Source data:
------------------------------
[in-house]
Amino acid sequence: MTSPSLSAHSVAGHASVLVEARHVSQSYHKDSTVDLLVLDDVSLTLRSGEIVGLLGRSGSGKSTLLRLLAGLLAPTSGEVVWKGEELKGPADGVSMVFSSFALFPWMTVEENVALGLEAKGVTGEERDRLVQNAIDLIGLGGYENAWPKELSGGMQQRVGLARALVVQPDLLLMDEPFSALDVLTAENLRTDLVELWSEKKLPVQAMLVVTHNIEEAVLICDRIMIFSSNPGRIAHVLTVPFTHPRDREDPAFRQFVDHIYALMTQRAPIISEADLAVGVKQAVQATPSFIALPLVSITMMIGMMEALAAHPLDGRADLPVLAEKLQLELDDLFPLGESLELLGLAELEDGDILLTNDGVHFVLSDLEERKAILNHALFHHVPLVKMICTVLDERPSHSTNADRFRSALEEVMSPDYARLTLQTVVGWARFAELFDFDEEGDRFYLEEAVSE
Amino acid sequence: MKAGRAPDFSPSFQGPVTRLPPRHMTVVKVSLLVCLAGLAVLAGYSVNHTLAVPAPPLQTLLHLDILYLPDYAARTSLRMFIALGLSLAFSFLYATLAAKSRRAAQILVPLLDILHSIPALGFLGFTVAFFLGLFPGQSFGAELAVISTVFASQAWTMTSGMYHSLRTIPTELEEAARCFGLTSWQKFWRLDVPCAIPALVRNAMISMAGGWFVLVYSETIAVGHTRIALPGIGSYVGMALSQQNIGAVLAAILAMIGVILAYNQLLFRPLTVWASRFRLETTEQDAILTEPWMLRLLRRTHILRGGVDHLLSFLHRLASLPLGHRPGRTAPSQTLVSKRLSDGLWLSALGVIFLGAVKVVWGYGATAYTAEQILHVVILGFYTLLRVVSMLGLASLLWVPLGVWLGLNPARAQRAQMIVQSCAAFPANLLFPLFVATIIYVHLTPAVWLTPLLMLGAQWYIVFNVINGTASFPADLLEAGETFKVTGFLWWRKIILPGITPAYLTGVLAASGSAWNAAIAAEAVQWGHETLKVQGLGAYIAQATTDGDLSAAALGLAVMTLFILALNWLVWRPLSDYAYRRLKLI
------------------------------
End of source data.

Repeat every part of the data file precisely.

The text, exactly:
[in-house]
Amino acid sequence: MTSPSLSAHSVAGHASVLVEARHVSQSYHKDSTVDLLVLDDVSLTLRSGEIVGLLGRSGSGKSTLLRLLAGLLAPTSGEVVWKGEELKGPADGVSMVFSSFALFPWMTVEENVALGLEAKGVTGEERDRLVQNAIDLIGLGGYENAWPKELSGGMQQRVGLARALVVQPDLLLMDEPFSALDVLTAENLRTDLVELWSEKKLPVQAMLVVTHNIEEAVLICDRIMIFSSNPGRIAHVLTVPFTHPRDREDPAFRQFVDHIYALMTQRAPIISEADLAVGVKQAVQATPSFIALPLVSITMMIGMMEALAAHPLDGRADLPVLAEKLQLELDDLFPLGESLELLGLAELEDGDILLTNDGVHFVLSDLEERKAILNHALFHHVPLVKMICTVLDERPSHSTNADRFRSALEEVMSPDYARLTLQTVVGWARFAELFDFDEEGDRFYLEEAVSE
Amino acid sequence: MKAGRAPDFSPSFQGPVTRLPPRHMTVVKVSLLVCLAGLAVLAGYSVNHTLAVPAPPLQTLLHLDILYLPDYAARTSLRMFIALGLSLAFSFLYATLAAKSRRAAQILVPLLDILHSIPALGFLGFTVAFFLGLFPGQSFGAELAVISTVFASQAWTMTSGMYHSLRTIPTELEEAARCFGLTSWQKFWRLDVPCAIPALVRNAMISMAGGWFVLVYSETIAVGHTRIALPGIGSYVGMALSQQNIGAVLAAILAMIGVILAYNQLLFRPLTVWASRFRLETTEQDAILTEPWMLRLLRRTHILRGGVDHLLSFLHRLASLPLGHRPGRTAPSQTLVSKRLSDGLWLSALGVIFLGAVKVVWGYGATAYTAEQILHVVILGFYTLLRVVSMLGLASLLWVPLGVWLGLNPARAQRAQMIVQSCAAFPANLLFPLFVATIIYVHLTPAVWLTPLLMLGAQWYIVFNVINGTASFPADLLEAGETFKVTGFLWWRKIILPGITPAYLTGVLAASGSAWNAAIAAEAVQWGHETLKVQGLGAYIAQATTDGDLSAAALGLAVMTLFILALNWLVWRPLSDYAYRRLKLI